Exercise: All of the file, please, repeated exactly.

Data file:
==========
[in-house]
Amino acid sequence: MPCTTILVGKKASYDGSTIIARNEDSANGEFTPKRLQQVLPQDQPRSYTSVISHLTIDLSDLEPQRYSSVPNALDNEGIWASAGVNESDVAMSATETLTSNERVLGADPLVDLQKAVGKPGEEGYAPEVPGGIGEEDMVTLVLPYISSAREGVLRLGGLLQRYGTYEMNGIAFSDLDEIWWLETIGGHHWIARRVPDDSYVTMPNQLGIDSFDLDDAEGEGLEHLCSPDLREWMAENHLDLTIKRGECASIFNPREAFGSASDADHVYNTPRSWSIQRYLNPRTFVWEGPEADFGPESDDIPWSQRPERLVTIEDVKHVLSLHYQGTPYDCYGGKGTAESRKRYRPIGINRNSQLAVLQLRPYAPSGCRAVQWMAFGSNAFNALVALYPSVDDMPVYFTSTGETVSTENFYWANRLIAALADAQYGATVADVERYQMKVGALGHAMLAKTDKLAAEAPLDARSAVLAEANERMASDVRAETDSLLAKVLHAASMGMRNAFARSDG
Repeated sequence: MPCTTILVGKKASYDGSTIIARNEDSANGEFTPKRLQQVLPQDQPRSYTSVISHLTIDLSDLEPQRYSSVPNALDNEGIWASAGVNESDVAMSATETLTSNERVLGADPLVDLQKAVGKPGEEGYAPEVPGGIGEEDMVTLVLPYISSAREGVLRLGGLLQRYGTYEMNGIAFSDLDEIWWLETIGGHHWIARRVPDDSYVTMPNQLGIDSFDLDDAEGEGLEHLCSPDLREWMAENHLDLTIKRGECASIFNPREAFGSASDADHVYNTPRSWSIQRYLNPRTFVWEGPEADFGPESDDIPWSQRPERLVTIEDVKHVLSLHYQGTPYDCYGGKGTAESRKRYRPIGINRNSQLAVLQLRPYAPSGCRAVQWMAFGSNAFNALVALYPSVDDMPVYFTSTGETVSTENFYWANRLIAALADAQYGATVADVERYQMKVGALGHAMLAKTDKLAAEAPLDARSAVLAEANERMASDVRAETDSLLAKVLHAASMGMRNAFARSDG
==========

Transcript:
[in-house]
Amino acid sequence: MPCTTILVGKKASYDGSTIIARNEDSANGEFTPKRLQQVLPQDQPRSYTSVISHLTIDLSDLEPQRYSSVPNALDNEGIWASAGVNESDVAMSATETLTSNERVLGADPLVDLQKAVGKPGEEGYAPEVPGGIGEEDMVTLVLPYISSAREGVLRLGGLLQRYGTYEMNGIAFSDLDEIWWLETIGGHHWIARRVPDDSYVTMPNQLGIDSFDLDDAEGEGLEHLCSPDLREWMAENHLDLTIKRGECASIFNPREAFGSASDADHVYNTPRSWSIQRYLNPRTFVWEGPEADFGPESDDIPWSQRPERLVTIEDVKHVLSLHYQGTPYDCYGGKGTAESRKRYRPIGINRNSQLAVLQLRPYAPSGCRAVQWMAFGSNAFNALVALYPSVDDMPVYFTSTGETVSTENFYWANRLIAALADAQYGATVADVERYQMKVGALGHAMLAKTDKLAAEAPLDARSAVLAEANERMASDVRAETDSLLAKVLHAASMGMRNAFARSDG
Repeated sequence: MPCTTILVGKKASYDGSTIIARNEDSANGEFTPKRLQQVLPQDQPRSYTSVISHLTIDLSDLEPQRYSSVPNALDNEGIWASAGVNESDVAMSATETLTSNERVLGADPLVDLQKAVGKPGEEGYAPEVPGGIGEEDMVTLVLPYISSAREGVLRLGGLLQRYGTYEMNGIAFSDLDEIWWLETIGGHHWIARRVPDDSYVTMPNQLGIDSFDLDDAEGEGLEHLCSPDLREWMAENHLDLTIKRGECASIFNPREAFGSASDADHVYNTPRSWSIQRYLNPRTFVWEGPEADFGPESDDIPWSQRPERLVTIEDVKHVLSLHYQGTPYDCYGGKGTAESRKRYRPIGINRNSQLAVLQLRPYAPSGCRAVQWMAFGSNAFNALVALYPSVDDMPVYFTSTGETVSTENFYWANRLIAALADAQYGATVADVERYQMKVGALGHAMLAKTDKLAAEAPLDARSAVLAEANERMASDVRAETDSLLAKVLHAASMGMRNAFARSDG